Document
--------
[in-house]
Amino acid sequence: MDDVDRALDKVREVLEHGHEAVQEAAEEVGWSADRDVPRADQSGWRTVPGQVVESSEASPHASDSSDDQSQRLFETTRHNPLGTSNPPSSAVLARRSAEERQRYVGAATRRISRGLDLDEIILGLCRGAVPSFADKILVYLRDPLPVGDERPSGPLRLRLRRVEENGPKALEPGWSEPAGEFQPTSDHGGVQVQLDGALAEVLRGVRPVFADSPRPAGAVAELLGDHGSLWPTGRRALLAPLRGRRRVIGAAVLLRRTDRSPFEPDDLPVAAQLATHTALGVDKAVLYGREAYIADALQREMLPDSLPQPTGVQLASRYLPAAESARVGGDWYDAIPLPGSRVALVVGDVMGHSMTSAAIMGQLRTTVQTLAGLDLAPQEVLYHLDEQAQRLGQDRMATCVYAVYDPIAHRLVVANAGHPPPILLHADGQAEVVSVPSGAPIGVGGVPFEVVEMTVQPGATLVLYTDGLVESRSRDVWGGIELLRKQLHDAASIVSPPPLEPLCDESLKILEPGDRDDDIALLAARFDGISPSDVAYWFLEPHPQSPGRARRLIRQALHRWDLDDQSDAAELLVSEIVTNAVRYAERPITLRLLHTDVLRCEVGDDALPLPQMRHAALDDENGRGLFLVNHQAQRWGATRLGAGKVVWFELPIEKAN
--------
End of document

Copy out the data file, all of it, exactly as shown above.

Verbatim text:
[in-house]
Amino acid sequence: MDDVDRALDKVREVLEHGHEAVQEAAEEVGWSADRDVPRADQSGWRTVPGQVVESSEASPHASDSSDDQSQRLFETTRHNPLGTSNPPSSAVLARRSAEERQRYVGAATRRISRGLDLDEIILGLCRGAVPSFADKILVYLRDPLPVGDERPSGPLRLRLRRVEENGPKALEPGWSEPAGEFQPTSDHGGVQVQLDGALAEVLRGVRPVFADSPRPAGAVAELLGDHGSLWPTGRRALLAPLRGRRRVIGAAVLLRRTDRSPFEPDDLPVAAQLATHTALGVDKAVLYGREAYIADALQREMLPDSLPQPTGVQLASRYLPAAESARVGGDWYDAIPLPGSRVALVVGDVMGHSMTSAAIMGQLRTTVQTLAGLDLAPQEVLYHLDEQAQRLGQDRMATCVYAVYDPIAHRLVVANAGHPPPILLHADGQAEVVSVPSGAPIGVGGVPFEVVEMTVQPGATLVLYTDGLVESRSRDVWGGIELLRKQLHDAASIVSPPPLEPLCDESLKILEPGDRDDDIALLAARFDGISPSDVAYWFLEPHPQSPGRARRLIRQALHRWDLDDQSDAAELLVSEIVTNAVRYAERPITLRLLHTDVLRCEVGDDALPLPQMRHAALDDENGRGLFLVNHQAQRWGATRLGAGKVVWFELPIEKAN